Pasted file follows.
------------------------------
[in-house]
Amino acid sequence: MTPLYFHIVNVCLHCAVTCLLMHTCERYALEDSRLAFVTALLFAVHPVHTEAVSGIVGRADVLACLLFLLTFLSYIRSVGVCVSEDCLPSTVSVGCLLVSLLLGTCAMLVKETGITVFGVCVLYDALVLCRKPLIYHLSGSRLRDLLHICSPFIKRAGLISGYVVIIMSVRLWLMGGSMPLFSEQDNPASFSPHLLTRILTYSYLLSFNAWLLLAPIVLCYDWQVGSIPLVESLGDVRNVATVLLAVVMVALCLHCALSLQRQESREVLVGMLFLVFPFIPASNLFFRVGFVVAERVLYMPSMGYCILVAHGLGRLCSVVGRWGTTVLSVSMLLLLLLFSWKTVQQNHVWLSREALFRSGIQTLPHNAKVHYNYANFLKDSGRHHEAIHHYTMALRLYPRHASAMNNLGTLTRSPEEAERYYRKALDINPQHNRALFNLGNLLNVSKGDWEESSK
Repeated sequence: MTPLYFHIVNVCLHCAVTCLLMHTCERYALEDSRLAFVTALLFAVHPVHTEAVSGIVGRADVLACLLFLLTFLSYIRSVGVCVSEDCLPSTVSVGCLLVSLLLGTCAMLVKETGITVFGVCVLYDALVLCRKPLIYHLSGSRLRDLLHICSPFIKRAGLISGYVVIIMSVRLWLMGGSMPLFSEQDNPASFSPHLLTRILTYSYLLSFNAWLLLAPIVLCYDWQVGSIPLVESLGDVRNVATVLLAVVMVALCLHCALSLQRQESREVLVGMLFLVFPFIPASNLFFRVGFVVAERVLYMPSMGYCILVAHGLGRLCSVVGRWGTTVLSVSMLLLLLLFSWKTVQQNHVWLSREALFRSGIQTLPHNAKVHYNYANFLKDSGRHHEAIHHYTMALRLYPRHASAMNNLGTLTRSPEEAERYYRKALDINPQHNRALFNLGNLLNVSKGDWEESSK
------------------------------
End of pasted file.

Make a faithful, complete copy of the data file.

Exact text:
[in-house]
Amino acid sequence: MTPLYFHIVNVCLHCAVTCLLMHTCERYALEDSRLAFVTALLFAVHPVHTEAVSGIVGRADVLACLLFLLTFLSYIRSVGVCVSEDCLPSTVSVGCLLVSLLLGTCAMLVKETGITVFGVCVLYDALVLCRKPLIYHLSGSRLRDLLHICSPFIKRAGLISGYVVIIMSVRLWLMGGSMPLFSEQDNPASFSPHLLTRILTYSYLLSFNAWLLLAPIVLCYDWQVGSIPLVESLGDVRNVATVLLAVVMVALCLHCALSLQRQESREVLVGMLFLVFPFIPASNLFFRVGFVVAERVLYMPSMGYCILVAHGLGRLCSVVGRWGTTVLSVSMLLLLLLFSWKTVQQNHVWLSREALFRSGIQTLPHNAKVHYNYANFLKDSGRHHEAIHHYTMALRLYPRHASAMNNLGTLTRSPEEAERYYRKALDINPQHNRALFNLGNLLNVSKGDWEESSK
Repeated sequence: MTPLYFHIVNVCLHCAVTCLLMHTCERYALEDSRLAFVTALLFAVHPVHTEAVSGIVGRADVLACLLFLLTFLSYIRSVGVCVSEDCLPSTVSVGCLLVSLLLGTCAMLVKETGITVFGVCVLYDALVLCRKPLIYHLSGSRLRDLLHICSPFIKRAGLISGYVVIIMSVRLWLMGGSMPLFSEQDNPASFSPHLLTRILTYSYLLSFNAWLLLAPIVLCYDWQVGSIPLVESLGDVRNVATVLLAVVMVALCLHCALSLQRQESREVLVGMLFLVFPFIPASNLFFRVGFVVAERVLYMPSMGYCILVAHGLGRLCSVVGRWGTTVLSVSMLLLLLLFSWKTVQQNHVWLSREALFRSGIQTLPHNAKVHYNYANFLKDSGRHHEAIHHYTMALRLYPRHASAMNNLGTLTRSPEEAERYYRKALDINPQHNRALFNLGNLLNVSKGDWEESSK